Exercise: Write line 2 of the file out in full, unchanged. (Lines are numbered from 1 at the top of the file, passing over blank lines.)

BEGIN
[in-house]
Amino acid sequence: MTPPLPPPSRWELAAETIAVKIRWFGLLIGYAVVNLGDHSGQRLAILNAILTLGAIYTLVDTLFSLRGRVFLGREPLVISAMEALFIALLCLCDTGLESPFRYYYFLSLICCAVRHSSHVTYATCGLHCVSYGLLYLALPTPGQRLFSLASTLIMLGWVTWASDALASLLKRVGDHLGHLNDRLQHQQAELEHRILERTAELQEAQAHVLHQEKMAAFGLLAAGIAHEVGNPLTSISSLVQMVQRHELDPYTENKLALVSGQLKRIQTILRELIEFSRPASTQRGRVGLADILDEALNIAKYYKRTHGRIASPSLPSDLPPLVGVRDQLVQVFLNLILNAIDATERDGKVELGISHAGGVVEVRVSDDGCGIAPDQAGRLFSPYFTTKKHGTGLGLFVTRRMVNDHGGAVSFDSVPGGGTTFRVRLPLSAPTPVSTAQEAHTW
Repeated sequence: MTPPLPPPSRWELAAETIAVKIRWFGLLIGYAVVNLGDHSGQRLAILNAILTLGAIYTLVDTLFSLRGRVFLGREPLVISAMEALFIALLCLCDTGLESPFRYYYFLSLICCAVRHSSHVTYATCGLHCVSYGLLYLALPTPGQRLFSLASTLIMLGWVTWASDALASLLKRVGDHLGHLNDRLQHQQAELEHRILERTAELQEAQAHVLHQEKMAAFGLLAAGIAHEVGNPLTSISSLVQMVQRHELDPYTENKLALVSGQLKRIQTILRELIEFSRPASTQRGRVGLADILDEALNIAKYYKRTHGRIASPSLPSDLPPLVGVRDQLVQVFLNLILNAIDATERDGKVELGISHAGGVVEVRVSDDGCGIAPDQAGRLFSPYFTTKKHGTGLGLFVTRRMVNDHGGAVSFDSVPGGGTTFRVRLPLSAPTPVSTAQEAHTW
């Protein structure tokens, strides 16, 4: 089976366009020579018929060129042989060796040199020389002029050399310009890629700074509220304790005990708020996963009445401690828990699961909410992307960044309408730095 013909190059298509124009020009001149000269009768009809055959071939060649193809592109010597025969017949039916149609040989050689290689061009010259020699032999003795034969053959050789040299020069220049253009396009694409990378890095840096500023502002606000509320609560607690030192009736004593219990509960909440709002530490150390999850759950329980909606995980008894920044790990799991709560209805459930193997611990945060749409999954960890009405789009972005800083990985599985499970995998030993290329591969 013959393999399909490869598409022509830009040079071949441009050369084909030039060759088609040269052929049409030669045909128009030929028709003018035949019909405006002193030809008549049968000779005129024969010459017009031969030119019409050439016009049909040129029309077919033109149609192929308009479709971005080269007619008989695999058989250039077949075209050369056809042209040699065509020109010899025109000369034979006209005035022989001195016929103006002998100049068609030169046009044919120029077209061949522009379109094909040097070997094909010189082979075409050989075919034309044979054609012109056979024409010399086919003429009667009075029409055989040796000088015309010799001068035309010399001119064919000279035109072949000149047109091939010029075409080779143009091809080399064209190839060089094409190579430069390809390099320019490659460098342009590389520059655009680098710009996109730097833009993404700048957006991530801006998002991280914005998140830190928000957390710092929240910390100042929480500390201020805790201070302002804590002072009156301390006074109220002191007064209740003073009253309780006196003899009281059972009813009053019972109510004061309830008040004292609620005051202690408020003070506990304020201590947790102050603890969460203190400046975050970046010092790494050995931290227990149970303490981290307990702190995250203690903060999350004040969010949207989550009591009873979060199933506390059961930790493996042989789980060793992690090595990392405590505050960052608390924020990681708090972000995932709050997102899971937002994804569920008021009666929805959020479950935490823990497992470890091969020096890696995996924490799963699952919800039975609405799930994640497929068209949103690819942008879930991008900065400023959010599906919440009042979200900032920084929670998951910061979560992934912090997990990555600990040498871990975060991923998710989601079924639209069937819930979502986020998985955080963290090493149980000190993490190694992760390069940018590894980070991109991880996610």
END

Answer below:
Amino acid sequence: MTPPLPPPSRWELAAETIAVKIRWFGLLIGYAVVNLGDHSGQRLAILNAILTLGAIYTLVDTLFSLRGRVFLGREPLVISAMEALFIALLCLCDTGLESPFRYYYFLSLICCAVRHSSHVTYATCGLHCVSYGLLYLALPTPGQRLFSLASTLIMLGWVTWASDALASLLKRVGDHLGHLNDRLQHQQAELEHRILERTAELQEAQAHVLHQEKMAAFGLLAAGIAHEVGNPLTSISSLVQMVQRHELDPYTENKLALVSGQLKRIQTILRELIEFSRPASTQRGRVGLADILDEALNIAKYYKRTHGRIASPSLPSDLPPLVGVRDQLVQVFLNLILNAIDATERDGKVELGISHAGGVVEVRVSDDGCGIAPDQAGRLFSPYFTTKKHGTGLGLFVTRRMVNDHGGAVSFDSVPGGGTTFRVRLPLSAPTPVSTAQEAHTW